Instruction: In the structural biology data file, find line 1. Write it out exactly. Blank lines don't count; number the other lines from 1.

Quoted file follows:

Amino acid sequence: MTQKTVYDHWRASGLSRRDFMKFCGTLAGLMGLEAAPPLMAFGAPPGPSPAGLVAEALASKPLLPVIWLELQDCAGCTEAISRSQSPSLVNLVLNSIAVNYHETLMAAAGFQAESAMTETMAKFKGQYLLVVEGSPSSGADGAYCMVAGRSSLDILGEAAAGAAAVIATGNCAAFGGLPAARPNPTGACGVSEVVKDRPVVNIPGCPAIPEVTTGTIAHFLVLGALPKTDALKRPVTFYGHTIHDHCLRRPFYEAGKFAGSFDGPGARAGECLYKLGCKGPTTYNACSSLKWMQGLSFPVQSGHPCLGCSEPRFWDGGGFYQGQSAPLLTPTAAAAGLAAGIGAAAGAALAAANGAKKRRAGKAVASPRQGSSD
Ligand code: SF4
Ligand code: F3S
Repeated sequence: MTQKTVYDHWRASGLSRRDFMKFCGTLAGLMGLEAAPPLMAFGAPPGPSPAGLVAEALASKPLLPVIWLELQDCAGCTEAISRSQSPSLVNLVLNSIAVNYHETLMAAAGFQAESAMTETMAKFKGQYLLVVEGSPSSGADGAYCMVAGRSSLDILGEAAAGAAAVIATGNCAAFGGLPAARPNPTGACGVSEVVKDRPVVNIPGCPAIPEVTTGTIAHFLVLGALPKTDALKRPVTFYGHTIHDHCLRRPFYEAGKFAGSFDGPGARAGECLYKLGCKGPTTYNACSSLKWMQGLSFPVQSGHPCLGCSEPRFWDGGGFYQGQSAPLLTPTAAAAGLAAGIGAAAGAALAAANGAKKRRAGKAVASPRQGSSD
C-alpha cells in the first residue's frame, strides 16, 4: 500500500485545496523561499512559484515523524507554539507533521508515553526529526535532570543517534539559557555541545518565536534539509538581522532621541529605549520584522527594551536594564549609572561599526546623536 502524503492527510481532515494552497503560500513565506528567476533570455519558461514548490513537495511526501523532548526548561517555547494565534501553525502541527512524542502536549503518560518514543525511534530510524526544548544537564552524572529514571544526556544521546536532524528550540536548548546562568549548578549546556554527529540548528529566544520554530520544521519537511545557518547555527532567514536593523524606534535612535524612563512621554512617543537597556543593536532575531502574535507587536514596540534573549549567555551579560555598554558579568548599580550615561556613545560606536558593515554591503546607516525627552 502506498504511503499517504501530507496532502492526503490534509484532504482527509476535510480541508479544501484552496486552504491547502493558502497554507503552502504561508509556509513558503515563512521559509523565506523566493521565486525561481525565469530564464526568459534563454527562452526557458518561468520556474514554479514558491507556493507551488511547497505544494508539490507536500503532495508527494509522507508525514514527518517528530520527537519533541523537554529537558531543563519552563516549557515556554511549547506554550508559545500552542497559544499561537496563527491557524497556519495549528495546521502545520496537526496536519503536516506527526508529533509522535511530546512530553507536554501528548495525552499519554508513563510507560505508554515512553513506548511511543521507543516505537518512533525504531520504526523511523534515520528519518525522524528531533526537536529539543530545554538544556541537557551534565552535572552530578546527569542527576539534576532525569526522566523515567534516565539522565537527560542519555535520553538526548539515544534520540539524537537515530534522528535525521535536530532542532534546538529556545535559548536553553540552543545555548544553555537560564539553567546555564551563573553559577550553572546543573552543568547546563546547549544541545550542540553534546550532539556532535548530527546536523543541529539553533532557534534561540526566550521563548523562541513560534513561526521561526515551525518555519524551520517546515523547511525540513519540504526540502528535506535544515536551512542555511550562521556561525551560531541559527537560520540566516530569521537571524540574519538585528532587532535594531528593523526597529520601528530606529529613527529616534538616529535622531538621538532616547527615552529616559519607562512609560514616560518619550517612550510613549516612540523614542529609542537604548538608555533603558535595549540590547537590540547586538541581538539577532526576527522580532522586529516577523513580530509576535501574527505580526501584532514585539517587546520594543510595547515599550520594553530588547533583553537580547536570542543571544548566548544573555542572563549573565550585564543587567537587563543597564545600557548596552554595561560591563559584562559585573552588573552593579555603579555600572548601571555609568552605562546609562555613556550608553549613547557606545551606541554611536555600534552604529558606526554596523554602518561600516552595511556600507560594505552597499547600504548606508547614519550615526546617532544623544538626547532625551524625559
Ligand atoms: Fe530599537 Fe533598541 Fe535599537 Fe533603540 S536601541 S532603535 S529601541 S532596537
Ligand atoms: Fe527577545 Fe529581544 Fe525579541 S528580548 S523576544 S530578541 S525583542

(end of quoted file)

Amino acid sequence: MTQKTVYDHWRASGLSRRDFMKFCGTLAGLMGLEAAPPLMAFGAPPGPSPAGLVAEALASKPLLPVIWLELQDCAGCTEAISRSQSPSLVNLVLNSIAVNYHETLMAAAGFQAESAMTETMAKFKGQYLLVVEGSPSSGADGAYCMVAGRSSLDILGEAAAGAAAVIATGNCAAFGGLPAARPNPTGACGVSEVVKDRPVVNIPGCPAIPEVTTGTIAHFLVLGALPKTDALKRPVTFYGHTIHDHCLRRPFYEAGKFAGSFDGPGARAGECLYKLGCKGPTTYNACSSLKWMQGLSFPVQSGHPCLGCSEPRFWDGGGFYQGQSAPLLTPTAAAAGLAAGIGAAAGAALAAANGAKKRRAGKAVASPRQGSSD